A group of researchers from Western Sydney University in Australia and the University of Manchester in the U.K. explored the impact of aerobic exercise on a part the brain called the hippocampus, an area responsible for how the brain processes and retains memories
The scientists reviewed 14 clinical trials that looked at the brain scans of 737 participants before and after aerobic exercise regimens. The group of the trial participants was made up of healthy adults, people who had Alzheimer’s and people with diagnoses of depression and schizophrenia. They ranged in age from ranged from 24 to 76 years old.
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They looked at the effects of a variety of aerobic exercise programs including indoor cycling, walking and running on a treadmill. The frequency of the exercise was an average of 2 to 5 sessions a week.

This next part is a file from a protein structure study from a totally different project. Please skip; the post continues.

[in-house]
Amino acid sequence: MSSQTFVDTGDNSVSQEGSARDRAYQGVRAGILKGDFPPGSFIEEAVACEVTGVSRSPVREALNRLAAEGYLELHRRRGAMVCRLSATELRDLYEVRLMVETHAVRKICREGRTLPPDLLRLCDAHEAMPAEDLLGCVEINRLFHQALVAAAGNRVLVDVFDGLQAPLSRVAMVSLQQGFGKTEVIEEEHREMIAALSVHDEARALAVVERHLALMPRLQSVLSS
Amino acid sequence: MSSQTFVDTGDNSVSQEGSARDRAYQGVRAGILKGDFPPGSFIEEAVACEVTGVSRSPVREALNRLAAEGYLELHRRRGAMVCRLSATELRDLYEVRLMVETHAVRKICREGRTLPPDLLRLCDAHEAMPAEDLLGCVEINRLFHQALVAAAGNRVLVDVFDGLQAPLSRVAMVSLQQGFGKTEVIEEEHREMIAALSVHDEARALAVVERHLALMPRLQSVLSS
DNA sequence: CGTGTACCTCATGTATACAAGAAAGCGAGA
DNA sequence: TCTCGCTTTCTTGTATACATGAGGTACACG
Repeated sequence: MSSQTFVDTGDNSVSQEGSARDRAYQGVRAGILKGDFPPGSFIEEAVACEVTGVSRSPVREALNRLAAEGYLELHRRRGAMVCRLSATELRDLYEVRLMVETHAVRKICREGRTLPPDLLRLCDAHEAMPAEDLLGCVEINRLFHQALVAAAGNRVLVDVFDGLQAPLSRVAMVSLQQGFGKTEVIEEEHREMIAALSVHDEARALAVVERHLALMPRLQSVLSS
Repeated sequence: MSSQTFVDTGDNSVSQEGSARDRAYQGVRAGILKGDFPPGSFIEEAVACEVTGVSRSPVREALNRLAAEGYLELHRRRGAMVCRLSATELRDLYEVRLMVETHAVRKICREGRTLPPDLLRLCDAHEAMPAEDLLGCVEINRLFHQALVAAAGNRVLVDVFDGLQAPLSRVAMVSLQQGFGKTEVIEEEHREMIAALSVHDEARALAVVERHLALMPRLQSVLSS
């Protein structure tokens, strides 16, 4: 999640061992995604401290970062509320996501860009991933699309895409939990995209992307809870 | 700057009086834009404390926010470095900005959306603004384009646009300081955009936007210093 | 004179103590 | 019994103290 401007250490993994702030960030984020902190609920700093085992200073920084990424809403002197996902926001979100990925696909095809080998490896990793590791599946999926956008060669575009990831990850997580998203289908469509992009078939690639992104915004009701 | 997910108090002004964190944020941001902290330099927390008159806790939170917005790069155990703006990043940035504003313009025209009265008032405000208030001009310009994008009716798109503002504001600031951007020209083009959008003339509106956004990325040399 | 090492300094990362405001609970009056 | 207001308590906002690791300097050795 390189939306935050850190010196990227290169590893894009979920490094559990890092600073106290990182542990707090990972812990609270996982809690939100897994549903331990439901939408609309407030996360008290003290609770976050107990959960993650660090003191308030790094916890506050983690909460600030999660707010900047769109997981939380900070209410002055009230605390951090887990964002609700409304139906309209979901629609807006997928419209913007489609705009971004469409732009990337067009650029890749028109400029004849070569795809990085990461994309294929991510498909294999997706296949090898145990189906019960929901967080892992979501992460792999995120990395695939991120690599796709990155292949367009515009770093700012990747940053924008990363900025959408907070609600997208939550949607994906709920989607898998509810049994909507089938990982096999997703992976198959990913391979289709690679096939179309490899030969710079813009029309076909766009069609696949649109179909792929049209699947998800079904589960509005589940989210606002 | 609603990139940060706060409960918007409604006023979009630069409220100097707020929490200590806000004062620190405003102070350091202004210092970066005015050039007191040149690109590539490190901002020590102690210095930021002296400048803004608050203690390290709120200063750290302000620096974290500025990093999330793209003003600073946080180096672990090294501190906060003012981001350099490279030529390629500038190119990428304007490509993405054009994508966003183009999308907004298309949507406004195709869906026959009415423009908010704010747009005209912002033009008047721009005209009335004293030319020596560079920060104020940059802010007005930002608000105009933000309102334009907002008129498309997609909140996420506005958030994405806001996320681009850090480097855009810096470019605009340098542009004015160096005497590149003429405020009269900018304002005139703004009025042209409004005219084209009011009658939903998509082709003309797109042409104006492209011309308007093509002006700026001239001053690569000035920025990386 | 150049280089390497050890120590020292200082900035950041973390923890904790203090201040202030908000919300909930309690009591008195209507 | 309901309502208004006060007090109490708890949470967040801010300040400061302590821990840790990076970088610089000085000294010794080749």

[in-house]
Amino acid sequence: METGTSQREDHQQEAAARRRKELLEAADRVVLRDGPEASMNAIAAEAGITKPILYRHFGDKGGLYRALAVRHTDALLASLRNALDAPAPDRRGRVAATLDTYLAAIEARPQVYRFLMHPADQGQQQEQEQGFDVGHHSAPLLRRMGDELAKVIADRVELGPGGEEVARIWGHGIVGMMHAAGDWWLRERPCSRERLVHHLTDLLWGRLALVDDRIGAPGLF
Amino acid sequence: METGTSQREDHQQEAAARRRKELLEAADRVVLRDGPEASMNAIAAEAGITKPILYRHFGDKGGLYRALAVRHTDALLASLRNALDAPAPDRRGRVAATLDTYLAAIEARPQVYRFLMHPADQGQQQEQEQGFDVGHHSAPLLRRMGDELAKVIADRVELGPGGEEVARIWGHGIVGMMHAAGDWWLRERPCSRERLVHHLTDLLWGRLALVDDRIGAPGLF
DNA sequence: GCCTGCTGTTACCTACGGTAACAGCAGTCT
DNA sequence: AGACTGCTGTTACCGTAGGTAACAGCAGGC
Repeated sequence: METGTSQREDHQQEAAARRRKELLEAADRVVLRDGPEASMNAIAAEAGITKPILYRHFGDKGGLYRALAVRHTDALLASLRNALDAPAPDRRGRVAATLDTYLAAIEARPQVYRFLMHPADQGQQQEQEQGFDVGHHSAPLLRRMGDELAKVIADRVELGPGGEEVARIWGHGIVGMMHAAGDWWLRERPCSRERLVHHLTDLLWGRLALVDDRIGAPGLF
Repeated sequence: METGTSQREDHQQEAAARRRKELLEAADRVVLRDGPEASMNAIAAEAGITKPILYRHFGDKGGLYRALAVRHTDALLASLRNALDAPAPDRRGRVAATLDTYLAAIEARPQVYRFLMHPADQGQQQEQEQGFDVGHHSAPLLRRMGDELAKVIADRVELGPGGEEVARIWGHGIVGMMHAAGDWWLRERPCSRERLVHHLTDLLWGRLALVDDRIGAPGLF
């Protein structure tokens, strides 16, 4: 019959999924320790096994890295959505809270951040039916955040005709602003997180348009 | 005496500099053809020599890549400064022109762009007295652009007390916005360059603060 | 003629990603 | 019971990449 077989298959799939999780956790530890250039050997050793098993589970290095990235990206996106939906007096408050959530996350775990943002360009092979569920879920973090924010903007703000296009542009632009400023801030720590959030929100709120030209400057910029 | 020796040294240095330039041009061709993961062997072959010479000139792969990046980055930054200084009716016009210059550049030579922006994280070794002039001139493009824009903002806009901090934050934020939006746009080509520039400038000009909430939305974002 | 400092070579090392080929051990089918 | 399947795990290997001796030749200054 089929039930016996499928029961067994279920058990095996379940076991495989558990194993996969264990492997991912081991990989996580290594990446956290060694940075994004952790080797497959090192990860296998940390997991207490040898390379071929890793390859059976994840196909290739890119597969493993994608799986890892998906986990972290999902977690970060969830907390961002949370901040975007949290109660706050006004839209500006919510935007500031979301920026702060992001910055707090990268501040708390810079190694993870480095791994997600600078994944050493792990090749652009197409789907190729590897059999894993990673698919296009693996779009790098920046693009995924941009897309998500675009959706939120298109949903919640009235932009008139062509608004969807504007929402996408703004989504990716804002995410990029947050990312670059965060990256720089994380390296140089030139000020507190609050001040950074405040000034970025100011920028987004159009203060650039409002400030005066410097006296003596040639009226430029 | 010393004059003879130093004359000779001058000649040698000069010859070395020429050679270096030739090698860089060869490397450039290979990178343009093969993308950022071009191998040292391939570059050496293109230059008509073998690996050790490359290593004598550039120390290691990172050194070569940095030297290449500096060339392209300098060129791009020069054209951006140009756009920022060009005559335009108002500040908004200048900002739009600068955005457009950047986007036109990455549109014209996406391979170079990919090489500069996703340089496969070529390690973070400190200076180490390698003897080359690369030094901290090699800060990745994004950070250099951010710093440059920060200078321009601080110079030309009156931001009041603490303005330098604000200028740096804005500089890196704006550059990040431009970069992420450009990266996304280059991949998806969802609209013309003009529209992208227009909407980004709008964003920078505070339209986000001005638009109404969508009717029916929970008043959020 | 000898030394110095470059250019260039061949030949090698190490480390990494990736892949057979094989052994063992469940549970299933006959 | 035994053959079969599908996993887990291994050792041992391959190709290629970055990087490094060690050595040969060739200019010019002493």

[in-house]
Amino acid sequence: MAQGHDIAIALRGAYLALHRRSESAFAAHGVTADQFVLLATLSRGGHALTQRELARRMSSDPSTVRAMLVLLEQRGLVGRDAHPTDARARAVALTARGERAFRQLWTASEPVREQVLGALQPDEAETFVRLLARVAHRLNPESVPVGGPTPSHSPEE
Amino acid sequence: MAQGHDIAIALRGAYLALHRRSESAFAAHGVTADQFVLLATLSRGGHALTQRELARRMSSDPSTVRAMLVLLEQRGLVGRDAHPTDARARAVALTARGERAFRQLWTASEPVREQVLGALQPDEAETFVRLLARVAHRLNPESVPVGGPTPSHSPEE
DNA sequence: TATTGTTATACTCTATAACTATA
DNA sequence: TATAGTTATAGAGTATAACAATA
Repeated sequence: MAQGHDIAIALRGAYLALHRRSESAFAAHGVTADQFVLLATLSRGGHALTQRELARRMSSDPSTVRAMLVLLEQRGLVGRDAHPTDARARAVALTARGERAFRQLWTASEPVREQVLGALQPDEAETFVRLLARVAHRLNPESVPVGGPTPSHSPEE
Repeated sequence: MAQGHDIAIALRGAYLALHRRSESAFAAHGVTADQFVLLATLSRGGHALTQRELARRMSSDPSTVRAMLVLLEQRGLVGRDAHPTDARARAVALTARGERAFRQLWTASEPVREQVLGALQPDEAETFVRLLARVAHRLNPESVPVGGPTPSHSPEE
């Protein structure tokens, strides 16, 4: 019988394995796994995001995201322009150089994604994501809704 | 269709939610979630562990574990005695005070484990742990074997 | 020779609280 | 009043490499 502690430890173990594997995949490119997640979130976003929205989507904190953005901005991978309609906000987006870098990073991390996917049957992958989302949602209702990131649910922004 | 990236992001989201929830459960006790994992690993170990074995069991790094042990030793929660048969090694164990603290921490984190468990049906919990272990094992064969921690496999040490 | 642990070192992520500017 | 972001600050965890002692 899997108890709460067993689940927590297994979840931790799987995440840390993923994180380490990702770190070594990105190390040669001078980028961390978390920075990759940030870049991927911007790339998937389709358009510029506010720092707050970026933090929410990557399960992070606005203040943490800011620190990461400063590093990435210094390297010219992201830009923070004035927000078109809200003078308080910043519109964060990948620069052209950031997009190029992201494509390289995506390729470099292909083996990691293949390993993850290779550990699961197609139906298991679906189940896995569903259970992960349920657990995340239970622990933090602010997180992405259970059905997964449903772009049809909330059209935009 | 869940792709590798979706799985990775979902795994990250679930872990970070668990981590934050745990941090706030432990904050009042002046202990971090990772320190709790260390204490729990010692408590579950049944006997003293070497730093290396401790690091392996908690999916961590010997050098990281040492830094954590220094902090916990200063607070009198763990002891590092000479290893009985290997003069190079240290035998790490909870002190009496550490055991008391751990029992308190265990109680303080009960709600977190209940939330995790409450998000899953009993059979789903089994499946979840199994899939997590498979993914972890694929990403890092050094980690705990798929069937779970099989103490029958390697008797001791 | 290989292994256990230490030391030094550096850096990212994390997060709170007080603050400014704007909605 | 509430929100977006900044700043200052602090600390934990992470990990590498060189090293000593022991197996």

Looking at the results of those trials, the researchers found that while exercise did not impact total hippocampal volume, it did lead to an increase the size of the left region of the hippocampus in humans. (Brain health in humans declines by 5 percent each decade after people hit 40.)
"When you exercise you produce a chemical called brain-derived neurotrophic factor (BDNF), which may help to prevent age-related decline by reducing the deterioration of the brain," the study’s lead author Joseph Firth explained in a summary of the findings. "Our data showed that, rather than actually increasing the size of the hippocampus per se, the main 'brain benefits' are due to aerobic exercise slowing down the deterioration in brain size. In other words, exercise can be seen as a maintenance program for the brain."